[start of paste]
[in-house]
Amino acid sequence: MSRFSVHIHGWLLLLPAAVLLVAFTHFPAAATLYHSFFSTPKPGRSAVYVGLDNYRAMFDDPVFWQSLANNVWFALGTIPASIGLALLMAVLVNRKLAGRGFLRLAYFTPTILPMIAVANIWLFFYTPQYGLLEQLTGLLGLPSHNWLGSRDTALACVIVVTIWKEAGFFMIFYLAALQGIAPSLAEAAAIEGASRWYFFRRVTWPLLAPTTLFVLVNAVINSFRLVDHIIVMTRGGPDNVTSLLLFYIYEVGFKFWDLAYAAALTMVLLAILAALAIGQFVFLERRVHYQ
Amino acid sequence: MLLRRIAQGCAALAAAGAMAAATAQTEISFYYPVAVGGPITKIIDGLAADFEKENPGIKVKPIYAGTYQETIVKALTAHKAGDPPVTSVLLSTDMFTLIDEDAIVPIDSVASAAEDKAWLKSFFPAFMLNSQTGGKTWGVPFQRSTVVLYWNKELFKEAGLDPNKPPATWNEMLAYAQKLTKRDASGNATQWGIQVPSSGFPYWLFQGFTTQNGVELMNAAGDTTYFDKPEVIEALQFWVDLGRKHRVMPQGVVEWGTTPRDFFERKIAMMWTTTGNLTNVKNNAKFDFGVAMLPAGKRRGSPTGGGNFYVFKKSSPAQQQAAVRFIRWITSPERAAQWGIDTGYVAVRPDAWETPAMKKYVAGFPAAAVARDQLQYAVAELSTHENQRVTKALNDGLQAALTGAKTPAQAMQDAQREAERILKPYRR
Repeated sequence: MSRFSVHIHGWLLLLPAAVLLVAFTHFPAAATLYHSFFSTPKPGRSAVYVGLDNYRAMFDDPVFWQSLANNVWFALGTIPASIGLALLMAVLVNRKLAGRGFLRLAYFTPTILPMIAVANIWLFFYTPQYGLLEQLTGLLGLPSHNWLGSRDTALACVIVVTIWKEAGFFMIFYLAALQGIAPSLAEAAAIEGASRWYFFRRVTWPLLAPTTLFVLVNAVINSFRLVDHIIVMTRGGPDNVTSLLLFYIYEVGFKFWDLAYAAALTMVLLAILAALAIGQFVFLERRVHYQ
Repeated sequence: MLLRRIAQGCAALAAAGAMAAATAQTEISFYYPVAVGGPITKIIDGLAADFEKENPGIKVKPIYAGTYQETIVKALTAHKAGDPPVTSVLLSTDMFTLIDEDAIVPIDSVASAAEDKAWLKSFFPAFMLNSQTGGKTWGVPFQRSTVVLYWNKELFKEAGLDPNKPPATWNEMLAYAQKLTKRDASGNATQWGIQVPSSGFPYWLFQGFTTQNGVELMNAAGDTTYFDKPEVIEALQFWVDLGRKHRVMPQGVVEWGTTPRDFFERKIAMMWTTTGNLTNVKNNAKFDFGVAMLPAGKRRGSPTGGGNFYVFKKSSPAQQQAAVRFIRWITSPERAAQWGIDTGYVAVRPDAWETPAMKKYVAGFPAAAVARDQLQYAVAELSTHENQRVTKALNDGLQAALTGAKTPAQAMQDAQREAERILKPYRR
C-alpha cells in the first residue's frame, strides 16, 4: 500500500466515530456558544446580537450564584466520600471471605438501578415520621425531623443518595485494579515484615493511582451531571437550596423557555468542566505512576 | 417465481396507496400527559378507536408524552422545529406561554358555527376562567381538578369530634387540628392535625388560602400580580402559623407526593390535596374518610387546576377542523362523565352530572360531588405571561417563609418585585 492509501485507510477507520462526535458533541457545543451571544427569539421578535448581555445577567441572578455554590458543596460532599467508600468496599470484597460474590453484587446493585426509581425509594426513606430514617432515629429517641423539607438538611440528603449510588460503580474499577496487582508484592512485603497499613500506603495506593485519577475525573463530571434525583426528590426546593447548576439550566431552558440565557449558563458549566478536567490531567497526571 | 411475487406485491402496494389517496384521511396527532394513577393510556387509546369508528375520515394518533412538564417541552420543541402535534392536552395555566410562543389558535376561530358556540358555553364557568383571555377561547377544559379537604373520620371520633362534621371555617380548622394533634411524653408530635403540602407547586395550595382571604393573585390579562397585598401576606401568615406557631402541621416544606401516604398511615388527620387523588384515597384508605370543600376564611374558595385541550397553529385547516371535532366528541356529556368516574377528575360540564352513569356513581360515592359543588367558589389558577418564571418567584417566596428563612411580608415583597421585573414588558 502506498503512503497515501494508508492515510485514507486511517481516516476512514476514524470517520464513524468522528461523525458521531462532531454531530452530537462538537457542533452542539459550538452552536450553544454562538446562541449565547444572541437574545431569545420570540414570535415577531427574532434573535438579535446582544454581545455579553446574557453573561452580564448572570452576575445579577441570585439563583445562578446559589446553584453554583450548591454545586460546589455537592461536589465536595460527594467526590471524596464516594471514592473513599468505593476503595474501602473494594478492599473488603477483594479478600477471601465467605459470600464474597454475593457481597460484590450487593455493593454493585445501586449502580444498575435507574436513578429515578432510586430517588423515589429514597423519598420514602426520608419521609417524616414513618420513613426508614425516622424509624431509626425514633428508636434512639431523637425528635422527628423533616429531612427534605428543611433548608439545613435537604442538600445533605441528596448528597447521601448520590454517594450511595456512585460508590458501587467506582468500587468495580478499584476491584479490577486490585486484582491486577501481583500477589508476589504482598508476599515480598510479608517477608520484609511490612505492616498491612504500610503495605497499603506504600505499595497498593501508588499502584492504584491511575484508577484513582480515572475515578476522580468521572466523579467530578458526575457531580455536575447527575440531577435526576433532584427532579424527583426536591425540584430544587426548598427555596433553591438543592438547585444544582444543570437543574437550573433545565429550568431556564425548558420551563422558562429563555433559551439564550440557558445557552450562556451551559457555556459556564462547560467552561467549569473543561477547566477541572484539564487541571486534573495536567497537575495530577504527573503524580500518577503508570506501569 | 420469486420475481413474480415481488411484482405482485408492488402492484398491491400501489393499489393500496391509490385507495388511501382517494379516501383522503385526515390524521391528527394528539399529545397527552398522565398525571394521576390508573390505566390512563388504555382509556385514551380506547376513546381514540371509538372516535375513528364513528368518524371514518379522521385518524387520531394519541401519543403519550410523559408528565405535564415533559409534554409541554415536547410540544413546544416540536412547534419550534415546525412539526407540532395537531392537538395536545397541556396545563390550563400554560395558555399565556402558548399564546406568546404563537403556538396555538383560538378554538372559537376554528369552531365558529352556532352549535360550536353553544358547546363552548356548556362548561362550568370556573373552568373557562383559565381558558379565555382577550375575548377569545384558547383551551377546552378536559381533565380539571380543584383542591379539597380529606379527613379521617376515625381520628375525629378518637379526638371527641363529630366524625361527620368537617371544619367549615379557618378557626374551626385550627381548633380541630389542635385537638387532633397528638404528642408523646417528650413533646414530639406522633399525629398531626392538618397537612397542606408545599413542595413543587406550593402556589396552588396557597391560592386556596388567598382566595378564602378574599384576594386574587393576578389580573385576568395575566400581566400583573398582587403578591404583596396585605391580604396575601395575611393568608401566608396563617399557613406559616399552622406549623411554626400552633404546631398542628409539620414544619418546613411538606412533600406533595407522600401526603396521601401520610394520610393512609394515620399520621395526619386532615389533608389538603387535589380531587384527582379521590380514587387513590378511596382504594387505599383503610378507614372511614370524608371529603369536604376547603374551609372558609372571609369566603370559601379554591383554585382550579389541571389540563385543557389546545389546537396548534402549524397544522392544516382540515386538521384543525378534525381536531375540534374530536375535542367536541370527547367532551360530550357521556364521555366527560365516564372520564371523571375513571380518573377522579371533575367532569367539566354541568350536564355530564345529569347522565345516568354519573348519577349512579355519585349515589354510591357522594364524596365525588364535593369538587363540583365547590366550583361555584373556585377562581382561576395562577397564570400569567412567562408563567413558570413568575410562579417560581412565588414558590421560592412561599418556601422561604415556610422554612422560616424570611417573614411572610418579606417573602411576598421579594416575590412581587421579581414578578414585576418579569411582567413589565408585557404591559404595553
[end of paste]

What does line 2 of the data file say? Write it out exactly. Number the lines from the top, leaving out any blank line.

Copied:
Amino acid sequence: MSRFSVHIHGWLLLLPAAVLLVAFTHFPAAATLYHSFFSTPKPGRSAVYVGLDNYRAMFDDPVFWQSLANNVWFALGTIPASIGLALLMAVLVNRKLAGRGFLRLAYFTPTILPMIAVANIWLFFYTPQYGLLEQLTGLLGLPSHNWLGSRDTALACVIVVTIWKEAGFFMIFYLAALQGIAPSLAEAAAIEGASRWYFFRRVTWPLLAPTTLFVLVNAVINSFRLVDHIIVMTRGGPDNVTSLLLFYIYEVGFKFWDLAYAAALTMVLLAILAALAIGQFVFLERRVHYQ